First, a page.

As I have explained in past posts, there are a number of affects that rainfall has, especially in relation to the increase in available food.
In the US it is common for rain to flood many grubs and worms from their holes along the muddy banks of the water, making them an easy meal for hungry fish. Here in Argentine, I have learned that this principle is very applicable. Along the banks of the lagoon there is a type of large worm that burrows in the muddy banks close to the waters edge. This “worm” seems to be more of an eel, yet scaled, with no eyes; just a large mouth. They range in length from very small to up to about 8 inches. The recent rain has brought the worms out of their holes, making the lagoon once again sustainable for fish.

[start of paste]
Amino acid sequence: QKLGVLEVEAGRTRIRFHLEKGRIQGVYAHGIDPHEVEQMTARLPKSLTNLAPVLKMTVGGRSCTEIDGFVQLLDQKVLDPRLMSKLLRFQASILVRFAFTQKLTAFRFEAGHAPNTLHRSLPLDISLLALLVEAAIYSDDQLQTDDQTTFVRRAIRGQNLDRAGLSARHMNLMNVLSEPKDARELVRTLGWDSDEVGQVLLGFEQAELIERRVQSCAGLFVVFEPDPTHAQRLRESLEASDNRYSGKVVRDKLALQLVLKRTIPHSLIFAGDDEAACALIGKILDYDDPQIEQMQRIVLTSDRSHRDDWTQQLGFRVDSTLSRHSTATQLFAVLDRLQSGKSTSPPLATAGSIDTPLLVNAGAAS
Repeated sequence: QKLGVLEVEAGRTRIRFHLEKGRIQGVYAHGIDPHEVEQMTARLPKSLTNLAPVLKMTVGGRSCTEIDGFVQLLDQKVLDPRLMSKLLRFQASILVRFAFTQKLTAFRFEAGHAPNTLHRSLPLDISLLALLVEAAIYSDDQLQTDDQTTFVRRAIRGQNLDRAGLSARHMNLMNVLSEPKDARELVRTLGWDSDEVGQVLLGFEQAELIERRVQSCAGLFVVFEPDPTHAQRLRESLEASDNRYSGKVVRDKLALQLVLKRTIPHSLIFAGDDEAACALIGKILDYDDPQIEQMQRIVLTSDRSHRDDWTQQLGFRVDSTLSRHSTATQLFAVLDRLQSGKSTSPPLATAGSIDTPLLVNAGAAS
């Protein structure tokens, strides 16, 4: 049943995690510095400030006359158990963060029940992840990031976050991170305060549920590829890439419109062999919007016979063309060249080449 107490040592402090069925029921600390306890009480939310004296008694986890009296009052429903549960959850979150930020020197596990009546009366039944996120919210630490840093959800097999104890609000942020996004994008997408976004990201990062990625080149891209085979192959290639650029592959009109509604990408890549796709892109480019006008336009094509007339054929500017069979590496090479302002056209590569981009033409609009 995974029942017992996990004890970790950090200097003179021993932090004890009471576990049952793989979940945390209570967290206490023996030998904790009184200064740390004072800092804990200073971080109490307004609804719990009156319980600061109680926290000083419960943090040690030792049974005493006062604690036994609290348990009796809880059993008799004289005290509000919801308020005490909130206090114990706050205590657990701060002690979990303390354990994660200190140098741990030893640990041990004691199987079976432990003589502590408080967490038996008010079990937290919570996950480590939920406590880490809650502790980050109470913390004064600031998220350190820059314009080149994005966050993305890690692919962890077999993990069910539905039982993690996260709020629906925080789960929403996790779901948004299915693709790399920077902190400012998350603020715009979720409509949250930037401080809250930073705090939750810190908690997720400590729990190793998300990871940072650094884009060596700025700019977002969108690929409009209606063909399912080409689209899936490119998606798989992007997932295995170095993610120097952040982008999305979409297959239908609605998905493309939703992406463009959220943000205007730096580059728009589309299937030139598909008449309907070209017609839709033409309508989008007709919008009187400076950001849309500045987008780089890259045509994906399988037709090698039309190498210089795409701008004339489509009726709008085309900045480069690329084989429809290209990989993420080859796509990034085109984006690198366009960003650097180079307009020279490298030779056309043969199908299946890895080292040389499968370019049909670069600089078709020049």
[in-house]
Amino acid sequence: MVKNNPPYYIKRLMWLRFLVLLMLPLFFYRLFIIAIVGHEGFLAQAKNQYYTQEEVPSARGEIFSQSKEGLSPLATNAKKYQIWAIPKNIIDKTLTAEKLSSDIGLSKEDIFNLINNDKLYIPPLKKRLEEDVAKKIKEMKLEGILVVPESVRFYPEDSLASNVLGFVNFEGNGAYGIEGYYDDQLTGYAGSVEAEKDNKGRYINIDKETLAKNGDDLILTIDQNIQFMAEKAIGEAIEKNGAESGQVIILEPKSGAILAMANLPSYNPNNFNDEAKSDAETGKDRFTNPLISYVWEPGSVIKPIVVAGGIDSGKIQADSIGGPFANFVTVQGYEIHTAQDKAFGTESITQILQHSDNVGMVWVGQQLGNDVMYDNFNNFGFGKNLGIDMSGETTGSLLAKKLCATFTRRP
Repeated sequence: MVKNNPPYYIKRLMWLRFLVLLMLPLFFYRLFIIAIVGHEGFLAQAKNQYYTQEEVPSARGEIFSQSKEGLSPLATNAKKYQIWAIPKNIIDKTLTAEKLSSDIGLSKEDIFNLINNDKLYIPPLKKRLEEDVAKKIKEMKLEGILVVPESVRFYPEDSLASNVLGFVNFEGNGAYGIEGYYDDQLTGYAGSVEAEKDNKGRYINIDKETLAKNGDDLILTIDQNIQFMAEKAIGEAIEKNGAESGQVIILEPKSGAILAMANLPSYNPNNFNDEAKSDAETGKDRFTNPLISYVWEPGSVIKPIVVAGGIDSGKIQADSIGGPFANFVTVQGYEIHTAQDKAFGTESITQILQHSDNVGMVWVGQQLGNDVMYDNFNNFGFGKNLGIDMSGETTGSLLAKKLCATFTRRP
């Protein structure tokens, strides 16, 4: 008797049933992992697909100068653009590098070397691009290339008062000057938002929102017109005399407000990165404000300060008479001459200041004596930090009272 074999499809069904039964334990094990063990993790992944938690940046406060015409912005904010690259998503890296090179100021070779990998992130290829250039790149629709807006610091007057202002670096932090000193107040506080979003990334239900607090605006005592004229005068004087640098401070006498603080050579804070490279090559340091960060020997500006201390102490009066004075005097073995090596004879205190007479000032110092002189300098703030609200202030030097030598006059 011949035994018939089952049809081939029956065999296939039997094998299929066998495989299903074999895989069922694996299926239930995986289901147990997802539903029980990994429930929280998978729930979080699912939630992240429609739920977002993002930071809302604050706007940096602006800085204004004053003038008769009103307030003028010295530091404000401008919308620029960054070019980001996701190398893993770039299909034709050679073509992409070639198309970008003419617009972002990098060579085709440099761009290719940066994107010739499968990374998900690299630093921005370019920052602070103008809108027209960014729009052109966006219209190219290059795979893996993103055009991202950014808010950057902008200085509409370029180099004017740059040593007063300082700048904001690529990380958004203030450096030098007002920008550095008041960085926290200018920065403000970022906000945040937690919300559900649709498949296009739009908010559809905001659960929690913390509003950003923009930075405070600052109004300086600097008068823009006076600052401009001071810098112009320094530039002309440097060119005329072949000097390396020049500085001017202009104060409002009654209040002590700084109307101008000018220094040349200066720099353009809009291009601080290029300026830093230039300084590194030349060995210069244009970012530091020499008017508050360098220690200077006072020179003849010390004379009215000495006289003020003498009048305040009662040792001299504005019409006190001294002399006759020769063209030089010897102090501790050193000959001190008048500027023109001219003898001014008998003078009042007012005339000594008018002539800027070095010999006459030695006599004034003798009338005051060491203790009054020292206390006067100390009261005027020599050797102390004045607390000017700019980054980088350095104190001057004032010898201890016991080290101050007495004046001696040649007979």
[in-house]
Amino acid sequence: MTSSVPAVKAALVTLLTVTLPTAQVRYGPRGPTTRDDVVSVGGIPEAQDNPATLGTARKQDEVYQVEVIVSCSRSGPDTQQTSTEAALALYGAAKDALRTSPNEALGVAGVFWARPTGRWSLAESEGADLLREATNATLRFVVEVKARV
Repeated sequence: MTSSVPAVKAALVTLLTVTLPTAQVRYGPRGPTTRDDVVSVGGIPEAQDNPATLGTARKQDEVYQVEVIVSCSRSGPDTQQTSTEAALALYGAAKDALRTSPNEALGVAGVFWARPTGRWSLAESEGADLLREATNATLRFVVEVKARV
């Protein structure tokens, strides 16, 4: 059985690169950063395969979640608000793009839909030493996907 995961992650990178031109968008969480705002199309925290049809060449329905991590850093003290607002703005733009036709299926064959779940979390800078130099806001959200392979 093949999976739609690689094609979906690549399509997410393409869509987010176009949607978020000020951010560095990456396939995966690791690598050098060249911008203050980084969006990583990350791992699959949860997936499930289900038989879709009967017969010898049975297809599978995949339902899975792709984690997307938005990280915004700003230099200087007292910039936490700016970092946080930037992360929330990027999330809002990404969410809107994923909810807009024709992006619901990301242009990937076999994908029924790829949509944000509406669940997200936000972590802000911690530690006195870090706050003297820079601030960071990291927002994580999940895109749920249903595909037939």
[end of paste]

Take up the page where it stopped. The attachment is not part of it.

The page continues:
I met one fisherman in town who was fishing with his son. The night before they had caught a number of these worms, and were now using them as bait, resulting in a beautiful catch of 17 impressive catfish. I have found that when fishing in such conditions, the best pattern to use is a velvet eel, or a large woolly bugger, both of which mimic a similar worm that is sure to bear results. When fishing in rivers in the northern US that are under the same conditions, it is best to stick with a woolly bugger, fishing it along the edge of the banks where tree-roots overhang the water. Along such areas trout will lay under the covering and feed of whatever finds its way into the water below.